The surgery was a success, the tumour successfully removed. However, the cancer cells had spread around Lewis’ spine and his back and he was diagnosed with Posterior Syndrome, which meant he lost the ability to speak. He could not swallow, nor could he barely move.

In just one short week, our entire world had fallen apart in front of us. We were in a strange city; we did not know. In between being at Lewis’ bedside, we were moving our car around various car parks to keep the costs low, moving between hotels, as so many were closed due to the pandemic. We had no choice but to live out of one suitcase, with no access to any laundry facilities. We were completely overwhelmed and hardly had the strength to even comfort each other.

Then, we were told about the hospital’s charity, The Grand Appeal. A room had become available in one of their family accommodation buildings, Paul’s House. To be honest, I was in shock – how is it even possible that we could be given our own place to stay, with nothing to pay for however long we need it – just across the road from the hospital and our son’s bed?

Alex, Lewis’ dad

Moving into Paul’s House was a saving grace. The charity’s support knows no bounds, and I truly do not know how we would have managed without their help over these last six months.

A couple of weeks after Lewis’ surgery, he was strong enough to start chemotherapy. Despite some setbacks and how aggressive the cancer proved to be, Lewis persevered. I will never be able to fathom how children can show such resilience.

Several cycles of chemotherapy followed by high dose chemotherapy have got us to where we are now. While the cancer does not appear to be reducing yet, it is no longer growing. Although our situation could be better, it could also be a lot worse. Lewis is back to being his normal cheeky, three-year-old self again. He is sitting and starting to crawl and is building his lower abdominal strength.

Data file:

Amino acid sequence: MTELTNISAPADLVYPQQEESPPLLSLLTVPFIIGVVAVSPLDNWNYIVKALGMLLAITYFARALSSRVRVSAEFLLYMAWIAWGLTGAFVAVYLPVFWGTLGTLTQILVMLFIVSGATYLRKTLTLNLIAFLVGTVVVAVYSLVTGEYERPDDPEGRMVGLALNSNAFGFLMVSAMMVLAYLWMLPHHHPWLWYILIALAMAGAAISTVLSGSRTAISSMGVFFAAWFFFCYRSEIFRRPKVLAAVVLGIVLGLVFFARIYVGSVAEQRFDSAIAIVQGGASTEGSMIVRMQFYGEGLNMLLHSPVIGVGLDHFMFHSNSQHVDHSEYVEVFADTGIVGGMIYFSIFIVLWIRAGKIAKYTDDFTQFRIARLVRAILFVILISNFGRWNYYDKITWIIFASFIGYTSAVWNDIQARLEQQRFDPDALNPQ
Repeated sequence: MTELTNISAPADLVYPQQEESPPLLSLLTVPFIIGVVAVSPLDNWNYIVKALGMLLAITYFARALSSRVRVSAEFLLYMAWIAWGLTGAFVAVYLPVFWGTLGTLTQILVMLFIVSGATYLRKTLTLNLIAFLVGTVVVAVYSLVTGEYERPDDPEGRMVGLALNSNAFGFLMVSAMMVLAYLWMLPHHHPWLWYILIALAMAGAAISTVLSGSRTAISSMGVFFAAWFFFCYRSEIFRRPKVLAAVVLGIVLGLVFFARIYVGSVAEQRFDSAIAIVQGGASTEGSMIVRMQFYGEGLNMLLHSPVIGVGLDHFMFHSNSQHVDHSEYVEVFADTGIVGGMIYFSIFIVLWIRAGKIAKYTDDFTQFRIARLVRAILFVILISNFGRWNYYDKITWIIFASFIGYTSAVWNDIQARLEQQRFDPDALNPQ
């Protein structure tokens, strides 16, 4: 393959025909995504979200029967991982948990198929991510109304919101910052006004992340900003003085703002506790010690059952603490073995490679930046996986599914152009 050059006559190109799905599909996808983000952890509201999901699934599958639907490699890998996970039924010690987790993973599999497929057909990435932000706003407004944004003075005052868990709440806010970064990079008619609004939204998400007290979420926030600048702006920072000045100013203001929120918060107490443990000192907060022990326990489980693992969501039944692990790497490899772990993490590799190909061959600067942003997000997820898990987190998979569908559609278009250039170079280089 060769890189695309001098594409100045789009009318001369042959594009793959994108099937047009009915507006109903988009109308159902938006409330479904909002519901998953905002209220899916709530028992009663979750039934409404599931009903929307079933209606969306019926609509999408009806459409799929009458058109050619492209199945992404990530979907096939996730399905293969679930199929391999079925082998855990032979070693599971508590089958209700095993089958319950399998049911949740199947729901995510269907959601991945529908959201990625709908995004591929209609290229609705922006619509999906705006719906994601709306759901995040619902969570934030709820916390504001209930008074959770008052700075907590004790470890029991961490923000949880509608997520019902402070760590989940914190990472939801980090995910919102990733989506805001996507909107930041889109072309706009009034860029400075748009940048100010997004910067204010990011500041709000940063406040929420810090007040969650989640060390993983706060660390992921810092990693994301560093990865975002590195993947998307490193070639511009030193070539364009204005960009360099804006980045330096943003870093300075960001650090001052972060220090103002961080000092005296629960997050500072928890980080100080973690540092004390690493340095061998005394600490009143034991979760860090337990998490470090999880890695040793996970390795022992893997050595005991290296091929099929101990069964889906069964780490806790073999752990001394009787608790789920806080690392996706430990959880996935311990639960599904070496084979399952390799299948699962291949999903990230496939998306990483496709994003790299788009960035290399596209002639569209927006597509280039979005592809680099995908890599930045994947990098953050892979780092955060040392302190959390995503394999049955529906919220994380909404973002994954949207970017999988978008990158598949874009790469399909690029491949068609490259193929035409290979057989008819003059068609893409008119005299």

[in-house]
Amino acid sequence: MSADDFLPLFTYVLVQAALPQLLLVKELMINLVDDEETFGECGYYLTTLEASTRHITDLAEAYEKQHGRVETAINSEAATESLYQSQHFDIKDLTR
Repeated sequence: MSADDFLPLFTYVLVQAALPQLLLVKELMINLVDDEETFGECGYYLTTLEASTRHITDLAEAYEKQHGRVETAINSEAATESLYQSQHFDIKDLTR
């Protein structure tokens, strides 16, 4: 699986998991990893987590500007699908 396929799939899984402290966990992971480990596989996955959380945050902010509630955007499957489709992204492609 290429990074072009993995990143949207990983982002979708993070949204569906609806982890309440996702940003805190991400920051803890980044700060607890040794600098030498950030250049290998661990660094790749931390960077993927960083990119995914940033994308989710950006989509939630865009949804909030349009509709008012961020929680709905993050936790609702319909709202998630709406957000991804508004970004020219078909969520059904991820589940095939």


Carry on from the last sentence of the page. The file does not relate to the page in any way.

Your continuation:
Lewis’ rehabilitation will take time, but my partner and I are determined to give him the round-a-clock encouragement and support he needs to help him on this journey.

While our hospital days are not over, it looks like we might get home just in time for Christmas, where we will continue to administer his medication and continue his rehabilitation plan.

As we walk out of the hospital doors and leave our room at Paul’s House behind, our thoughts will be with the hundreds of sick children and families who will not be driving home for Christmas.

Instead, they will stay within these four incredible walls, with the insanely talented doctors, nurses and support staff that have helped save my little boy’s life and will continue to care for him as long as we fight this hand we’ve been dealt.

I remember how it felt to be almost bombarded with charity requests – the stories they share seem a million miles away from your life; it is almost impossible to think of that as a reality. Well, I can tell you it is a hard reality for us. I will devote hours and days to help spread the word and raise money for The Grand Appeal. What they and Bristol Children’s Hospital have done for us these last few months, has made an unfathomable difference, and helped us to navigate the most difficult year of our lives.

So, if you can support with a donation, no matter how big or small, please do, and help the many families like mine navigate the terrible journey of having a sick child and support the outstanding work of Bristol Children’s Hospital.”